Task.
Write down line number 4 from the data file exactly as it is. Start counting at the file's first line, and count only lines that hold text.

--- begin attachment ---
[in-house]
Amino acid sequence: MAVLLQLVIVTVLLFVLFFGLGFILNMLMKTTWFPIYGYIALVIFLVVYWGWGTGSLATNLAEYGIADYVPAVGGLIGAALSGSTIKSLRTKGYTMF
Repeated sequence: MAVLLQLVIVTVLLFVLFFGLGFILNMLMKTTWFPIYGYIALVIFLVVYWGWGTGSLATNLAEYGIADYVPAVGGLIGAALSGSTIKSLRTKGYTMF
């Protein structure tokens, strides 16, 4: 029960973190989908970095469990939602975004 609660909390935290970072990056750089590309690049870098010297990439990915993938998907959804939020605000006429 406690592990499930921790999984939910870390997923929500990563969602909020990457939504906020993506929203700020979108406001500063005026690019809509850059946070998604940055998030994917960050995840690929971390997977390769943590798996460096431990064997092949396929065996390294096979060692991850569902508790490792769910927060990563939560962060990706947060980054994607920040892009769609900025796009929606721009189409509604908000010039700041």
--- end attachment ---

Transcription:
């Protein structure tokens, strides 16, 4: 029960973190989908970095469990939602975004 609660909390935290970072990056750089590309690049870098010297990439990915993938998907959804939020605000006429 406690592990499930921790999984939910870390997923929500990563969602909020990457939504906020993506929203700020979108406001500063005026690019809509850059946070998604940055998030994917960050995840690929971390997977390769943590798996460096431990064997092949396929065996390294096979060692991850569902508790490792769910927060990563939560962060990706947060980054994607920040892009769609900025796009929606721009189409509604908000010039700041």